Memo to P.R. Reps: Newspapers Ads in Player’s Former Hometown Is a Bad Idea
I first broached this topic last year when Eric Gagne spurned the Dodgers to sign with the Rangers for a few extra million dollars. Even though he left the Dodgers and their fans high and dry — a year after taking a full season’s salary for only like an inning pitched — he decided to take out an ad in the LA Times to thank Dodger fans. It was an incredibly phony move and a slap in the face of all Dodger fans, as I aptly said in the title. Anyway, apparently P.R. reps haven’t learned — they played the same game with CC Sabathia who took out a full-page ad in the Cleveland Plain Dealer.
That’s such a b.s. move and such a slap in the face. What do you really take us fans for, absolute fools? You think that an ad in a newspaper will keep us from overlooking the fact that your client left the city for more money elsewhere? If he had all the feelings he expressed in his ad, then he should have stayed. This is such the biggest backhanded compliment type of move. The front office and the town and people were great to me, but bugger off, I don’t need your contract extension, I’m going to become a free agent instead. Look, I don’t blame CC for not signing an extension and choosing to go the free agent route where he can make Barry Zito-type money, but don’t waste our time with an ad in the Cleveland paper to rub it in. It’s over and done with — just let it go. I really hope P.R. people learn their lesson that the fans don’t appreciate that type of phony thank you. Check out this brilliant comment from a perceptive fan:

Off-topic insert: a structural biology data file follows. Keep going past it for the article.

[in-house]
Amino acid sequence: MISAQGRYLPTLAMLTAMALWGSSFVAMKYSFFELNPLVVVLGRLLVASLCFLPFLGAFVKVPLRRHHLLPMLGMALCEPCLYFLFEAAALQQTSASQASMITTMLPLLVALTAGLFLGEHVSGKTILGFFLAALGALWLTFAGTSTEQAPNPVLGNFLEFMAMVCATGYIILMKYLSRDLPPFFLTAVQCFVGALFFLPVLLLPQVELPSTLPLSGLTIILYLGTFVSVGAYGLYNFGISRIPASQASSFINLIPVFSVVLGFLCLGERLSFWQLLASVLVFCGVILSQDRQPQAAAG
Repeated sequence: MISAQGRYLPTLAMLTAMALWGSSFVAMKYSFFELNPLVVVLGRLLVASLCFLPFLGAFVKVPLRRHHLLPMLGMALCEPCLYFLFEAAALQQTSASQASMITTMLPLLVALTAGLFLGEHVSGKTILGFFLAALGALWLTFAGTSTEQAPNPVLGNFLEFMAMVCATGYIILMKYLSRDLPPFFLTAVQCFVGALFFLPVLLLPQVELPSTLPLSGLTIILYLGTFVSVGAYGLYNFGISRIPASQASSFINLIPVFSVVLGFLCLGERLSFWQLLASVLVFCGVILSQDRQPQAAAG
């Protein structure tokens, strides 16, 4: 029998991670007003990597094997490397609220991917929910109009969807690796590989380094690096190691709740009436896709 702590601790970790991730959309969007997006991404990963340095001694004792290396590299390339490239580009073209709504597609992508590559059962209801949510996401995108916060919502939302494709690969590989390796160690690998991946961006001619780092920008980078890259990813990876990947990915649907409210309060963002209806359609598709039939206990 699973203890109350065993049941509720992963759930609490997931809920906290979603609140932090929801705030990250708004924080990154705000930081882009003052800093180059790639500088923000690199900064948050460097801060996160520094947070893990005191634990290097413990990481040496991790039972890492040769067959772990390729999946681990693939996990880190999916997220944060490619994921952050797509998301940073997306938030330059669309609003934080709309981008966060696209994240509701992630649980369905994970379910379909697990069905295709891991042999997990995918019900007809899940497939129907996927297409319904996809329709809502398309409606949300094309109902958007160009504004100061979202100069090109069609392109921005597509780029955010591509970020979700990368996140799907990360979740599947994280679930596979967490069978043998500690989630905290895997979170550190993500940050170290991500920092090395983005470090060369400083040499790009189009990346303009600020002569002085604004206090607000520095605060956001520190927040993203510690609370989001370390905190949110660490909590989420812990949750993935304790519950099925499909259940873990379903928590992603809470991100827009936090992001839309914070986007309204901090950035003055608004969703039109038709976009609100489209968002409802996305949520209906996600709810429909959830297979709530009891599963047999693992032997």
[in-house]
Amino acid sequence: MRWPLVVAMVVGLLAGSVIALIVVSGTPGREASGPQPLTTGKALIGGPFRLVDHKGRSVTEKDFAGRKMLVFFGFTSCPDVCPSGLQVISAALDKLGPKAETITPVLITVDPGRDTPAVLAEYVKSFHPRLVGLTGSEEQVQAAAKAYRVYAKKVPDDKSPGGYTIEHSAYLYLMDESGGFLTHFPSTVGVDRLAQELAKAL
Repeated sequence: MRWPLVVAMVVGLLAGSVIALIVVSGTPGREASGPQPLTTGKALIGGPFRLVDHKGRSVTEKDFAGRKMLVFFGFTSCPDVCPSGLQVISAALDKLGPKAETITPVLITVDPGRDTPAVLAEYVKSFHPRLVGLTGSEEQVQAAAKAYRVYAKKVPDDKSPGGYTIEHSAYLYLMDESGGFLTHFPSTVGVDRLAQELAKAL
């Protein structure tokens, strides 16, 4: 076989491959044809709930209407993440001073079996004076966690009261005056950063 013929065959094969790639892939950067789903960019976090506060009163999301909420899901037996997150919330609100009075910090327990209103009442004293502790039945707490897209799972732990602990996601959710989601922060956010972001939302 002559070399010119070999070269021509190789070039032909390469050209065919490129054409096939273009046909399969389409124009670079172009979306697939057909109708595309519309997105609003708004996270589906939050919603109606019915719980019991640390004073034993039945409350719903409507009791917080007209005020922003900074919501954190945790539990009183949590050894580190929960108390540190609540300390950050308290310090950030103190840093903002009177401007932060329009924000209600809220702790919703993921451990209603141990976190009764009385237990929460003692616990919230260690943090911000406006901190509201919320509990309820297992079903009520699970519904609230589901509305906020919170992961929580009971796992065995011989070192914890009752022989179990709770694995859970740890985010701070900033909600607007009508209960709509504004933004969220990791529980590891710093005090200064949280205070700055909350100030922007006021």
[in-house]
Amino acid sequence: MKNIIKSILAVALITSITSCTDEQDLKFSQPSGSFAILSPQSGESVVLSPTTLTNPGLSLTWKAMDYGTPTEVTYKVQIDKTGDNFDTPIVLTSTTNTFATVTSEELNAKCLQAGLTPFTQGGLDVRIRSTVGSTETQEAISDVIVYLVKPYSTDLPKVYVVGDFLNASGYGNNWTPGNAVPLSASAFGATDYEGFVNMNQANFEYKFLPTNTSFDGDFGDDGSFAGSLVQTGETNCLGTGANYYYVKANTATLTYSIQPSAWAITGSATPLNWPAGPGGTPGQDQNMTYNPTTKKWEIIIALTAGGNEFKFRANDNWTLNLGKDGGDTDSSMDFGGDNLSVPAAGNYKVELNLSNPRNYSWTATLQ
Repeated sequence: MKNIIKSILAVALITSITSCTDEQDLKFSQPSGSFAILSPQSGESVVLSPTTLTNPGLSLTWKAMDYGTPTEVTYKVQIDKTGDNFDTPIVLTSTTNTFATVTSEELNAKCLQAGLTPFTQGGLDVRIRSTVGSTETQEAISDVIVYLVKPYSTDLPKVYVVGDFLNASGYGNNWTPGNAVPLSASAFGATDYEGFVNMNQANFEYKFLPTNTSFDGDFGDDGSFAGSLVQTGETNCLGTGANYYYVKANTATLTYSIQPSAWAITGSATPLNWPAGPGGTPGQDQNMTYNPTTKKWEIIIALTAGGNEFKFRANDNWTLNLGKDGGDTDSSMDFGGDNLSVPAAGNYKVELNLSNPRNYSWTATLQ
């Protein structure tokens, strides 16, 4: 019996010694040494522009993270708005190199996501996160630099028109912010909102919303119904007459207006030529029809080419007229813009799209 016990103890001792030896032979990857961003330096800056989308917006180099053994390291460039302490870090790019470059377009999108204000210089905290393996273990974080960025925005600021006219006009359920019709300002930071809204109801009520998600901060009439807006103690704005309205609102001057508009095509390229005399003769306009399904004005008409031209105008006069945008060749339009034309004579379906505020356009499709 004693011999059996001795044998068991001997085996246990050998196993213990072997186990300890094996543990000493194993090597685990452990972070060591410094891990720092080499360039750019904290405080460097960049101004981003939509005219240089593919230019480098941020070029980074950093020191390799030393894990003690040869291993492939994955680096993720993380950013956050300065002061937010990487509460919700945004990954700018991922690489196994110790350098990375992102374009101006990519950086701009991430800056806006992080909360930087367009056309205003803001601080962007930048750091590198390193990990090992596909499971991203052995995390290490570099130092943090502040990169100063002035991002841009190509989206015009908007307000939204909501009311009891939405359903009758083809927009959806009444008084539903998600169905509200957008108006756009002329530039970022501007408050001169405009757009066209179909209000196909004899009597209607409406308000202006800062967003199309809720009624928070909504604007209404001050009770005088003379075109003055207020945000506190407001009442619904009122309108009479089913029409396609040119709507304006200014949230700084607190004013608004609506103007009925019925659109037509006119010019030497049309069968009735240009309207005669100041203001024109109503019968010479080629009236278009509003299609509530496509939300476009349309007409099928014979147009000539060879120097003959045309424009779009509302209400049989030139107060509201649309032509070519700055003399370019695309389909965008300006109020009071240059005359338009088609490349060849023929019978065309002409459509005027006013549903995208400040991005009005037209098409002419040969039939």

Well he didn’t love the community enough to take the gazillion dollars he was offered before the season to stay in Cleveland. So take your full page ad, and use it to wipe your HUGE posterior CC. See ya later Captain Cash. — Posted by kuyuga on 07/30/08 at 10:39AM
Exactly. Couldn’t have said it better myself. And as a sidenote, the article says Kathy Jacobson is the rep that advised the move, having done the same for Barry Zito in the past. I’ve worked with Kathy in the past and she’s always been excellent. If this was her idea, then I’m pretty surprised she started it in the first place and I’m obviously suggesting she discontinue the practice.